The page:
1. Ken Ramsey must be the most astute owner in American racing. On Saturday afternoon he won three Grade 1 turf races: the Sword Dancer Invitational at Saratoga with Big Blue Kitten; the Arlington Million in Chicago with Real Solution (on a disqualification of The Apache); and the Secretariat Stakes, also at Arlington Park, with Admiral Kitten. All three winners are homebreds by Mr. Ramsey’s stallion Kitten’s Joy.

According to my calculations, Mr. Ramsey’s cut of the purses was $1.26 million (before paying his trainers and jockeys).

Ken Ramsey is a self-made man from a small town in Eastern Kentucky’s Appalachia region whose entrepreneurial skills have been demonstrated in several industries, including horse racing and breeding.

2. The Grade 1 Sword Dancer was the most competitive stake of the day at Saratoga with 12 starters on the turf at 1 ½ miles. The Grade 1 Alabama was disappointing because only five fillies turned out for a $600,000 race. A handful of fillies in a premier race at America’s oldest racetrack is not an impressive showcase for national television.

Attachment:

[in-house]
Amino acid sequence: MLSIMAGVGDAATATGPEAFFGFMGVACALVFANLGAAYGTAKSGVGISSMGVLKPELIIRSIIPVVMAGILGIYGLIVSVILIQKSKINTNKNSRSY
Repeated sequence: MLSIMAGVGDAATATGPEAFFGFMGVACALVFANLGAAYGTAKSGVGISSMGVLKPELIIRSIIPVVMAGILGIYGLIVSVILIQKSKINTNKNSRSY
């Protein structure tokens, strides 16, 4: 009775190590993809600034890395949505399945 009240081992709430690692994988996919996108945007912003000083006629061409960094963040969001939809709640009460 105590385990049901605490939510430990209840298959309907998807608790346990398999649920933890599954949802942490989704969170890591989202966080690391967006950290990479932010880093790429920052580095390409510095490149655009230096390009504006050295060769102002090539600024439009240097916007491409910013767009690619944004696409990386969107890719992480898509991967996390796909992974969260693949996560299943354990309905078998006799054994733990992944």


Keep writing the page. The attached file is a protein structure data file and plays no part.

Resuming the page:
3. In Saturday’s first race at Saratoga for fillies and mares 3-years-old and up, a $20,000 claiming race on the turf, the fifth-place finisher Heading to Toga, ridden by Jose Espinoza, broke down immediately after the wire. The injury (to a front leg) was horrific and jockey Espinoza was carried off on a stretcher. Some spectators went quiet whereas others were visibly shaken up and cried out or moaned. I was near the rail across from the finish line, when several college-age women asked me to explain what would happen to Heading to Toga. About that time, the equine ambulance arrived, along with the dreaded screen behind which the filly was euthanized. I struggled with my explanation, as it is never easy to say that some fatal breakdowns are inevitable.

It is reprehensible that many in the racing industry resist changes in track surfaces (synthetic is safest and the evidence is irrefutable) and medication policies that would reduce the number of breakdowns. Anyone who is not troubled by the high incidence of breakdowns does not have a heart.

4. The new Whitney viewing stand at the Oklahoma training track provides a clear look at workouts and is open to the public. This is a very nice addition.

5. The Reading Room is a private turf club adjacent to the Saratoga Race Course. While walking by the clubhouse I noticed a sign prohibiting cell phone use. This is refreshing in an age when cell phones ring intrusively in restaurants, at concerts, and almost everywhere.

6. Banners proudly proclaiming 150 years of Saratoga racing are displayed all over town. The pugilist and politician John Morrissey surely could not have dreamed what he wrought when he founded the racetrack in 1863.

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